TADA, Cambodia’s fastest-growing ride-hailing app, plans to invest $20 million to produce electric tuktuks within the framework of clean energy development.
The news was announced after Long Dimanche, Cambodian ambassador to South Korea, had
a meeting with TADA Chief Executive Officer Kay Woo from South Korea regarding the Singapore company’s investment in Cambodia.
According to TADA, the electric tuktuk which is planned to be manufactured in Cambodia can run up to 100 kilometres when fully charged and the price of them is similar to the petroleum-fuelled tuktuks seen on the road today.
Jim Polly, general manager of TADA in Cambodia, expects the new vehicles to reduce costs, increase the income of drivers and even create more jobs for Cambodians.
TADA first started operations in September 2018 and then entered the Cambodian market in early 2019.
The company plans to take the assembly plant online by the end of this year or early next year at the latest, with sales set to be launched before the end of the second quarter of 2021.
However, TADA is not the first company that plans on filling Cambodia’s roads with eco-friendly vehicles.
Earlier this year, Singaporean Carl Wong, founder of the company Go2, put out more than 50 electric motorbikes in and around Phnom Penh, giving local customers an optional method of transportation via a downloaded application.
The eco-friendly motorcycles, painted bright yellow and covered in the company’s logo are run through battery power packs. Go2 are expecting to add another 50 motorcycles by the end of 2020 and want to have 500 more on the road by the end of 2021.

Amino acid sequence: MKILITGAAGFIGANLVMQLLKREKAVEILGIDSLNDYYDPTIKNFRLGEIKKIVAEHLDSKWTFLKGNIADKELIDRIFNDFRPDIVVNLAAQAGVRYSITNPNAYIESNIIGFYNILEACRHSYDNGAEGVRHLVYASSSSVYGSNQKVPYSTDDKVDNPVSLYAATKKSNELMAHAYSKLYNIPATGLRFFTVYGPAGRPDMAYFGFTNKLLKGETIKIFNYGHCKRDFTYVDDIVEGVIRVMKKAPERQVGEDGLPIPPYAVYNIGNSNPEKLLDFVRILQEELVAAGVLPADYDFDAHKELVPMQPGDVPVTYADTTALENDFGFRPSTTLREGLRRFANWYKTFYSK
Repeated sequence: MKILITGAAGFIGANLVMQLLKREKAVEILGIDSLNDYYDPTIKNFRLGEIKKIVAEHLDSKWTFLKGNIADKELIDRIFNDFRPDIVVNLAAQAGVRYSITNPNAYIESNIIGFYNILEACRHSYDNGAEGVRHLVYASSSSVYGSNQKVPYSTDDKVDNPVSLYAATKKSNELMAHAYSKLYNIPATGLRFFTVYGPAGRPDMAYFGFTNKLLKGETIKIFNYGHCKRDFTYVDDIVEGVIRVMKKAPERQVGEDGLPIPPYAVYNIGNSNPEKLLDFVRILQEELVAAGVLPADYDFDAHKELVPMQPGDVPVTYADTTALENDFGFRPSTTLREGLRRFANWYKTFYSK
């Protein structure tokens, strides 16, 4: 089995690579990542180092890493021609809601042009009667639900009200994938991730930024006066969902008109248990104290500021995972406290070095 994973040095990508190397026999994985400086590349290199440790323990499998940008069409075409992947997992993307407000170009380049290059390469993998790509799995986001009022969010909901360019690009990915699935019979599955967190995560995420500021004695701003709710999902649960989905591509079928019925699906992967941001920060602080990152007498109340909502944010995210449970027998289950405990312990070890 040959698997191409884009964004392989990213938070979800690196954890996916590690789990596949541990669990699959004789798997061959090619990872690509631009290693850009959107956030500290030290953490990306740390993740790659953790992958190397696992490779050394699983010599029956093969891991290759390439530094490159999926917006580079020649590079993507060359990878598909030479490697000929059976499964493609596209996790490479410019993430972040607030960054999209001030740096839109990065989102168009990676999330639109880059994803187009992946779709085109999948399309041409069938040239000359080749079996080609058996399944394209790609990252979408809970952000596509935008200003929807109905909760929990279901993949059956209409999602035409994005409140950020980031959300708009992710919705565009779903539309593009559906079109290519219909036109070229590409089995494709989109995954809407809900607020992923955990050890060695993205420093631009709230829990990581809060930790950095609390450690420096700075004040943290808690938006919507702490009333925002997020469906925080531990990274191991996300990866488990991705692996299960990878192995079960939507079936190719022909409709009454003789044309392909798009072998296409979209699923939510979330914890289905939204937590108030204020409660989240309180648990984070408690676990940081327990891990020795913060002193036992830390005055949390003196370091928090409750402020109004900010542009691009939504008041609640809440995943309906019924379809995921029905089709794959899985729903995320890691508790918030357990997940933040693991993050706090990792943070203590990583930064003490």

Another company added to the list of eco-friendly vehicles in the Kingdom is Voltra Motors, another electricity-run motorcycle business.
Voltra Motors, the manufacturer of the first Cambodia-made electric motorbike, officially opened its doors to the public in 2019.
It was the brainchild of Yann Vaudin, a French engineer who has been residing in Cambodia for the last seven years. Vaudin also owns and operates the Siem Reap-based Green e-Bike, which in 2014 became the first-ever electric bicycle rental business in Cambodia.
Pollution is a serious problem in Cambodia, which has a population of about 16.5 million people.
According to the Department of Traffic Police and Public Order, around 700,000 cars and 3.5 million motorcycles are now registered throughout Cambodia.
Pollution is most severe in the Kingdom’s urban areas, including Phnom Penh, where a growing population, proliferation of factories and the presence of more than a million motorbikes combine to worsen the problem.
But with more companies pumping in investment into the Kingdom and starting up eco-friendly businesses, Cambodia could be set for a cleaner future.